These aren’t the exceptions—this is routine. And yet somehow, despite all the evidence to the contrary, we still keep a completely straight face and say “Be careful what you post online; it’ll be there forever!”

The problem here is a mismatch of expectations. We expect everything that we post online, no matter how trivial or silly, to remain forever. When instead it is callously destroyed, our expectation—which was fed by the “knowledge” that the internet never forgets—is turned upside down. That’s where the anger comes from; the mismatch between expected behaviour and the reality of this digital dark age.

Being frightened of an internet that never forgets is like being frightened of zombies or vampires. These things do indeed sound frightening, and there’s something within us that readily responds to them, but they bear no resemblance to reality.

If you want to imagine a truly frightening scenario, imagine an entire world in which people entrust their thoughts, their work, and pictures of their family to online services in the mistaken belief that the internet never forgets. Imagine the devastation when all of those trivial, silly, precious moments are wiped out. For some reason we have a hard time imagining that dystopia even though it has already played out time and time again.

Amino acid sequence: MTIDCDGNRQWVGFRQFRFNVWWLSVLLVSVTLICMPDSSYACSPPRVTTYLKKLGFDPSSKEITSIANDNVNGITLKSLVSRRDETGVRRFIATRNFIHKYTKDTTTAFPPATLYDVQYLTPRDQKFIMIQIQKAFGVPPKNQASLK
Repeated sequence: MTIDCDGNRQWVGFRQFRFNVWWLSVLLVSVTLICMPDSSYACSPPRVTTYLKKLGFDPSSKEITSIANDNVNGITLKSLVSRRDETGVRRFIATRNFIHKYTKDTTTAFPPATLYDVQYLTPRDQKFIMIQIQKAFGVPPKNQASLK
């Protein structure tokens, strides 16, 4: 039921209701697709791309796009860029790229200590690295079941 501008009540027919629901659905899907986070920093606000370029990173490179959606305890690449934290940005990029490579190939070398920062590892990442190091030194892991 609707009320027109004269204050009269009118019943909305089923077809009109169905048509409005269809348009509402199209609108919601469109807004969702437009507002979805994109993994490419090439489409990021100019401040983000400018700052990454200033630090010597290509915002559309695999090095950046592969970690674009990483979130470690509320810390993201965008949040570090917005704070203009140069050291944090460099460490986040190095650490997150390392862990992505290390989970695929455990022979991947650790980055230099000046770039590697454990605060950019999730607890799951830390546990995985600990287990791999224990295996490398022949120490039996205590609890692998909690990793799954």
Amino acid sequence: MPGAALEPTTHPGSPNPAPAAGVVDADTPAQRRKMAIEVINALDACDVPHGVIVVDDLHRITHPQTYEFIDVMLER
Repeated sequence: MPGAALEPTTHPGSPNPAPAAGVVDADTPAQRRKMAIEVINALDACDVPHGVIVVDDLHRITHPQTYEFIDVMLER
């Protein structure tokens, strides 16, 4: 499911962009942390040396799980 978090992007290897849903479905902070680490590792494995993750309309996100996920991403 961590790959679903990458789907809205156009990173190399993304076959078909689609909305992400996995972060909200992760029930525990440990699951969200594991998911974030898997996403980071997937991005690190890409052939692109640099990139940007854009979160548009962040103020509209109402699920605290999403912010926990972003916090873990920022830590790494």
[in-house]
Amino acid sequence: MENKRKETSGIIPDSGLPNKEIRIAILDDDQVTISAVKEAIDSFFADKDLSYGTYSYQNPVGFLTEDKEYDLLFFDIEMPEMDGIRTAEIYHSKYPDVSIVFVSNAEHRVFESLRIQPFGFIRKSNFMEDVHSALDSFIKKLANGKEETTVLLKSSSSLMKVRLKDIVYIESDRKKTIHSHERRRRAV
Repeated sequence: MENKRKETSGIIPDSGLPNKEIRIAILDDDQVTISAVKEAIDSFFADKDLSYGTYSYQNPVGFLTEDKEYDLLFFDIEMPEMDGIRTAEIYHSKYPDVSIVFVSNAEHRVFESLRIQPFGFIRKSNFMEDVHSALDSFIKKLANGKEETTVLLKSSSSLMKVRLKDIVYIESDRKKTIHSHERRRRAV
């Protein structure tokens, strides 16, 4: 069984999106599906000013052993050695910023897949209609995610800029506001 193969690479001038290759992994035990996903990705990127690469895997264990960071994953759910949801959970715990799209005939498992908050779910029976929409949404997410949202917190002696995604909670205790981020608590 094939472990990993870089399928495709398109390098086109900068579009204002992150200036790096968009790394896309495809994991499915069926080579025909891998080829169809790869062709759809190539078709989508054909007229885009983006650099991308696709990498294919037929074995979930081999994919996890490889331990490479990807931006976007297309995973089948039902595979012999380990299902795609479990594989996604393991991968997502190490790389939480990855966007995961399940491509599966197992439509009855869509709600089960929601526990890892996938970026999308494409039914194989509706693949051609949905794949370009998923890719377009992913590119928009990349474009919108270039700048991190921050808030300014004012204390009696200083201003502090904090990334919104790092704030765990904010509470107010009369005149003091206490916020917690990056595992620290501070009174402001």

I am far more frightened by an internet that never remembers than I am by an internet that never forgets.

And worst of all, by propagating the myth that the internet never forgets, we are encouraging people to focus in exactly the wrong area. Nobody worries about preserving what they put online. Why should they? They’re constantly being told that it will be there forever. The result is that their history is taken from them:

If we lose the past, we will live in an Orwellian world of the perpetual present, where anybody that controls what’s currently being put out there will be able to say what is true and what is not. This is a dreadful world. We don’t want to live in this world.